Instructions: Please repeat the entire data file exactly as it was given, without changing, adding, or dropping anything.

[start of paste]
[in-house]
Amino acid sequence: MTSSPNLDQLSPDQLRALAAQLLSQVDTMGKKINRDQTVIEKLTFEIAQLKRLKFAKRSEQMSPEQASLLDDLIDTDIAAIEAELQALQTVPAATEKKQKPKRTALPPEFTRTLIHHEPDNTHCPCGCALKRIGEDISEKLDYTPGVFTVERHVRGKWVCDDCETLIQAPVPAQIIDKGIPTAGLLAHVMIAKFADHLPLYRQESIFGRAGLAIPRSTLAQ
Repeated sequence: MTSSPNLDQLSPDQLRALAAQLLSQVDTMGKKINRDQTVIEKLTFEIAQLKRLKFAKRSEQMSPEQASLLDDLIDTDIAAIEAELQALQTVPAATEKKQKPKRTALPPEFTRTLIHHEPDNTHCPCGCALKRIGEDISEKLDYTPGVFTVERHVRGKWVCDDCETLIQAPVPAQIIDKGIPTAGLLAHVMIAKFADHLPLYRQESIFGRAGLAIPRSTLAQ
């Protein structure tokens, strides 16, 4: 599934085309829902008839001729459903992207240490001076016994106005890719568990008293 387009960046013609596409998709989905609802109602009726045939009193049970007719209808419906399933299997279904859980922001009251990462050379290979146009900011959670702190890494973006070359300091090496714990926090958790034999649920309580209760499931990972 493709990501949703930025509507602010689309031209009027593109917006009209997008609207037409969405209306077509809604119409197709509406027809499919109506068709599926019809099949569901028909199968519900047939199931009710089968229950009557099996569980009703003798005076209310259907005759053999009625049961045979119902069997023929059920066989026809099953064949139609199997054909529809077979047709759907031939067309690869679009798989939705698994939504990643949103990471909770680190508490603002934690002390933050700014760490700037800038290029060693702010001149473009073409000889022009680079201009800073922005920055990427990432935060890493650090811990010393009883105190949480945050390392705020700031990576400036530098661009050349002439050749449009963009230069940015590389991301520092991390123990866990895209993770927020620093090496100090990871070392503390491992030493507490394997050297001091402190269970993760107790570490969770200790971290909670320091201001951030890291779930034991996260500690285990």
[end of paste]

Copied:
[in-house]
Amino acid sequence: MTSSPNLDQLSPDQLRALAAQLLSQVDTMGKKINRDQTVIEKLTFEIAQLKRLKFAKRSEQMSPEQASLLDDLIDTDIAAIEAELQALQTVPAATEKKQKPKRTALPPEFTRTLIHHEPDNTHCPCGCALKRIGEDISEKLDYTPGVFTVERHVRGKWVCDDCETLIQAPVPAQIIDKGIPTAGLLAHVMIAKFADHLPLYRQESIFGRAGLAIPRSTLAQ
Repeated sequence: MTSSPNLDQLSPDQLRALAAQLLSQVDTMGKKINRDQTVIEKLTFEIAQLKRLKFAKRSEQMSPEQASLLDDLIDTDIAAIEAELQALQTVPAATEKKQKPKRTALPPEFTRTLIHHEPDNTHCPCGCALKRIGEDISEKLDYTPGVFTVERHVRGKWVCDDCETLIQAPVPAQIIDKGIPTAGLLAHVMIAKFADHLPLYRQESIFGRAGLAIPRSTLAQ
């Protein structure tokens, strides 16, 4: 599934085309829902008839001729459903992207240490001076016994106005890719568990008293 387009960046013609596409998709989905609802109602009726045939009193049970007719209808419906399933299997279904859980922001009251990462050379290979146009900011959670702190890494973006070359300091090496714990926090958790034999649920309580209760499931990972 493709990501949703930025509507602010689309031209009027593109917006009209997008609207037409969405209306077509809604119409197709509406027809499919109506068709599926019809099949569901028909199968519900047939199931009710089968229950009557099996569980009703003798005076209310259907005759053999009625049961045979119902069997023929059920066989026809099953064949139609199997054909529809077979047709759907031939067309690869679009798989939705698994939504990643949103990471909770680190508490603002934690002390933050700014760490700037800038290029060693702010001149473009073409000889022009680079201009800073922005920055990427990432935060890493650090811990010393009883105190949480945050390392705020700031990576400036530098661009050349002439050749449009963009230069940015590389991301520092991390123990866990895209993770927020620093090496100090990871070392503390491992030493507490394997050297001091402190269970993760107790570490969770200790971290909670320091201001951030890291779930034991996260500690285990």